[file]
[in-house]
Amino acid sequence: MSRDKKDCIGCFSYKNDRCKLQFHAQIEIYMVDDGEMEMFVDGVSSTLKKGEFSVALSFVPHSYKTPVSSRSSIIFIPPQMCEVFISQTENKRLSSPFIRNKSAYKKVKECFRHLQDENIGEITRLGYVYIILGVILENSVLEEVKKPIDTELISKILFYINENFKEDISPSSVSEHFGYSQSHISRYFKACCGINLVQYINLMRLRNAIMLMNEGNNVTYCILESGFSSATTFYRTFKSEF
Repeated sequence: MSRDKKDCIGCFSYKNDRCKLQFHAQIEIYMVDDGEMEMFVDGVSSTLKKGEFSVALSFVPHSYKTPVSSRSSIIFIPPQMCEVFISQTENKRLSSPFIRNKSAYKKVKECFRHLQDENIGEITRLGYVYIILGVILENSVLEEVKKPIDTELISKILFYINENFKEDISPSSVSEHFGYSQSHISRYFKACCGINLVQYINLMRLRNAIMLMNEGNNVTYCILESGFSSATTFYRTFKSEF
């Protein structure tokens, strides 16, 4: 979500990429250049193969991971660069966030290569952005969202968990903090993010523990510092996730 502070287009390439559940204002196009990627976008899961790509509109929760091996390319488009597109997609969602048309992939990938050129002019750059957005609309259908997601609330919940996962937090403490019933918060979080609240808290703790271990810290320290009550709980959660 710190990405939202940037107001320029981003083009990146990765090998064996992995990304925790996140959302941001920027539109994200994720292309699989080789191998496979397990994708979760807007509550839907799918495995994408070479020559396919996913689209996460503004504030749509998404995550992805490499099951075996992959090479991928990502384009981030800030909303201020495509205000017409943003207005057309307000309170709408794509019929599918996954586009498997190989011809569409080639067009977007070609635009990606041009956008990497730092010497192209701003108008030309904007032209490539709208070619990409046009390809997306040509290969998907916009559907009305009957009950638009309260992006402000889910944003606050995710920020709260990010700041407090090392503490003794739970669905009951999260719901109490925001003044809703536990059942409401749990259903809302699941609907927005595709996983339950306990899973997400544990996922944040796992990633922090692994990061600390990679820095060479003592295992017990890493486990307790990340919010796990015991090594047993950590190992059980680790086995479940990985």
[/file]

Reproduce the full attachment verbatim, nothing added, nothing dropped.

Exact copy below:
[in-house]
Amino acid sequence: MSRDKKDCIGCFSYKNDRCKLQFHAQIEIYMVDDGEMEMFVDGVSSTLKKGEFSVALSFVPHSYKTPVSSRSSIIFIPPQMCEVFISQTENKRLSSPFIRNKSAYKKVKECFRHLQDENIGEITRLGYVYIILGVILENSVLEEVKKPIDTELISKILFYINENFKEDISPSSVSEHFGYSQSHISRYFKACCGINLVQYINLMRLRNAIMLMNEGNNVTYCILESGFSSATTFYRTFKSEF
Repeated sequence: MSRDKKDCIGCFSYKNDRCKLQFHAQIEIYMVDDGEMEMFVDGVSSTLKKGEFSVALSFVPHSYKTPVSSRSSIIFIPPQMCEVFISQTENKRLSSPFIRNKSAYKKVKECFRHLQDENIGEITRLGYVYIILGVILENSVLEEVKKPIDTELISKILFYINENFKEDISPSSVSEHFGYSQSHISRYFKACCGINLVQYINLMRLRNAIMLMNEGNNVTYCILESGFSSATTFYRTFKSEF
């Protein structure tokens, strides 16, 4: 979500990429250049193969991971660069966030290569952005969202968990903090993010523990510092996730 502070287009390439559940204002196009990627976008899961790509509109929760091996390319488009597109997609969602048309992939990938050129002019750059957005609309259908997601609330919940996962937090403490019933918060979080609240808290703790271990810290320290009550709980959660 710190990405939202940037107001320029981003083009990146990765090998064996992995990304925790996140959302941001920027539109994200994720292309699989080789191998496979397990994708979760807007509550839907799918495995994408070479020559396919996913689209996460503004504030749509998404995550992805490499099951075996992959090479991928990502384009981030800030909303201020495509205000017409943003207005057309307000309170709408794509019929599918996954586009498997190989011809569409080639067009977007070609635009990606041009956008990497730092010497192209701003108008030309904007032209490539709208070619990409046009390809997306040509290969998907916009559907009305009957009950638009309260992006402000889910944003606050995710920020709260990010700041407090090392503490003794739970669905009951999260719901109490925001003044809703536990059942409401749990259903809302699941609907927005595709996983339950306990899973997400544990996922944040796992990633922090692994990061600390990679820095060479003592295992017990890493486990307790990340919010796990015991090594047993950590190992059980680790086995479940990985």